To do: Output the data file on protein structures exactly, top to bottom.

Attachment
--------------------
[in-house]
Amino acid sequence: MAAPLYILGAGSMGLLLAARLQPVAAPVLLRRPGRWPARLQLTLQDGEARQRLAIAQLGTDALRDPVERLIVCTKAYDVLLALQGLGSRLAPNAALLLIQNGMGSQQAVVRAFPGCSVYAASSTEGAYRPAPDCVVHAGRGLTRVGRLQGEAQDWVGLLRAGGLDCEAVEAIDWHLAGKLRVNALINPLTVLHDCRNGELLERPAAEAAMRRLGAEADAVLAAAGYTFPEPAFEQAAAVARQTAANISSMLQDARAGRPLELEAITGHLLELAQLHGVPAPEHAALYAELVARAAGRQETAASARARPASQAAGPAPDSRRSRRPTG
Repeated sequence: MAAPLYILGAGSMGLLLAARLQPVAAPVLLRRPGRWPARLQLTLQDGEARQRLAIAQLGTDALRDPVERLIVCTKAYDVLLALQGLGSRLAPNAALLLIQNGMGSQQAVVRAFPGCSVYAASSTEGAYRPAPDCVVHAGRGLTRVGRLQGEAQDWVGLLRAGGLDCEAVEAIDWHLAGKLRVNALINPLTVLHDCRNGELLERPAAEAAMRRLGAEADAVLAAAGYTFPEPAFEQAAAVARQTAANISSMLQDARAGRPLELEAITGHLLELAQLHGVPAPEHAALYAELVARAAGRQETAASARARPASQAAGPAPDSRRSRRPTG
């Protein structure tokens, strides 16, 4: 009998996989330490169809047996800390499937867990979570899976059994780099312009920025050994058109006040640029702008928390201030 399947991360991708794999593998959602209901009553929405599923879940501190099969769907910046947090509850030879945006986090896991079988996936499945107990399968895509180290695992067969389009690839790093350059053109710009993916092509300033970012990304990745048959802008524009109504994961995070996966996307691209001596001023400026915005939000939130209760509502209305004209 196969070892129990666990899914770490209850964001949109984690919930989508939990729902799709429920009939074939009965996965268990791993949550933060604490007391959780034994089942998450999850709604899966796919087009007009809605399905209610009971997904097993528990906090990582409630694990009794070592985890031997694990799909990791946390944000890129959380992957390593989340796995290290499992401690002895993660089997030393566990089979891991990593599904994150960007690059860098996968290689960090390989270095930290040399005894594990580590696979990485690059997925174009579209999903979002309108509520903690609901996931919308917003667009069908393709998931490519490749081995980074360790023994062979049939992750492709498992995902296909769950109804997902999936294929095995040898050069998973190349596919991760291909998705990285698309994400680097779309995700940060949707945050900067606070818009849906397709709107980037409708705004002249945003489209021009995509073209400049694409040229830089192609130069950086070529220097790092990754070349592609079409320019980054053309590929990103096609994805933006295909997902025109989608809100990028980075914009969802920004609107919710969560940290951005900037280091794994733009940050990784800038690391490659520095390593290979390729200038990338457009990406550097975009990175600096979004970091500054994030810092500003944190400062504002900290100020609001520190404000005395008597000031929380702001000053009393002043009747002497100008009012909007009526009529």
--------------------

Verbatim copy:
[in-house]
Amino acid sequence: MAAPLYILGAGSMGLLLAARLQPVAAPVLLRRPGRWPARLQLTLQDGEARQRLAIAQLGTDALRDPVERLIVCTKAYDVLLALQGLGSRLAPNAALLLIQNGMGSQQAVVRAFPGCSVYAASSTEGAYRPAPDCVVHAGRGLTRVGRLQGEAQDWVGLLRAGGLDCEAVEAIDWHLAGKLRVNALINPLTVLHDCRNGELLERPAAEAAMRRLGAEADAVLAAAGYTFPEPAFEQAAAVARQTAANISSMLQDARAGRPLELEAITGHLLELAQLHGVPAPEHAALYAELVARAAGRQETAASARARPASQAAGPAPDSRRSRRPTG
Repeated sequence: MAAPLYILGAGSMGLLLAARLQPVAAPVLLRRPGRWPARLQLTLQDGEARQRLAIAQLGTDALRDPVERLIVCTKAYDVLLALQGLGSRLAPNAALLLIQNGMGSQQAVVRAFPGCSVYAASSTEGAYRPAPDCVVHAGRGLTRVGRLQGEAQDWVGLLRAGGLDCEAVEAIDWHLAGKLRVNALINPLTVLHDCRNGELLERPAAEAAMRRLGAEADAVLAAAGYTFPEPAFEQAAAVARQTAANISSMLQDARAGRPLELEAITGHLLELAQLHGVPAPEHAALYAELVARAAGRQETAASARARPASQAAGPAPDSRRSRRPTG
């Protein structure tokens, strides 16, 4: 009998996989330490169809047996800390499937867990979570899976059994780099312009920025050994058109006040640029702008928390201030 399947991360991708794999593998959602209901009553929405599923879940501190099969769907910046947090509850030879945006986090896991079988996936499945107990399968895509180290695992067969389009690839790093350059053109710009993916092509300033970012990304990745048959802008524009109504994961995070996966996307691209001596001023400026915005939000939130209760509502209305004209 196969070892129990666990899914770490209850964001949109984690919930989508939990729902799709429920009939074939009965996965268990791993949550933060604490007391959780034994089942998450999850709604899966796919087009007009809605399905209610009971997904097993528990906090990582409630694990009794070592985890031997694990799909990791946390944000890129959380992957390593989340796995290290499992401690002895993660089997030393566990089979891991990593599904994150960007690059860098996968290689960090390989270095930290040399005894594990580590696979990485690059997925174009579209999903979002309108509520903690609901996931919308917003667009069908393709998931490519490749081995980074360790023994062979049939992750492709498992995902296909769950109804997902999936294929095995040898050069998973190349596919991760291909998705990285698309994400680097779309995700940060949707945050900067606070818009849906397709709107980037409708705004002249945003489209021009995509073209400049694409040229830089192609130069950086070529220097790092990754070349592609079409320019980054053309590929990103096609994805933006295909997902025109989608809100990028980075914009969802920004609107919710969560940290951005900037280091794994733009940050990784800038690391490659520095390593290979390729200038990338457009990406550097975009990175600096979004970091500054994030810092500003944190400062504002900290100020609001520190404000005395008597000031929380702001000053009393002043009747002497100008009012909007009526009529």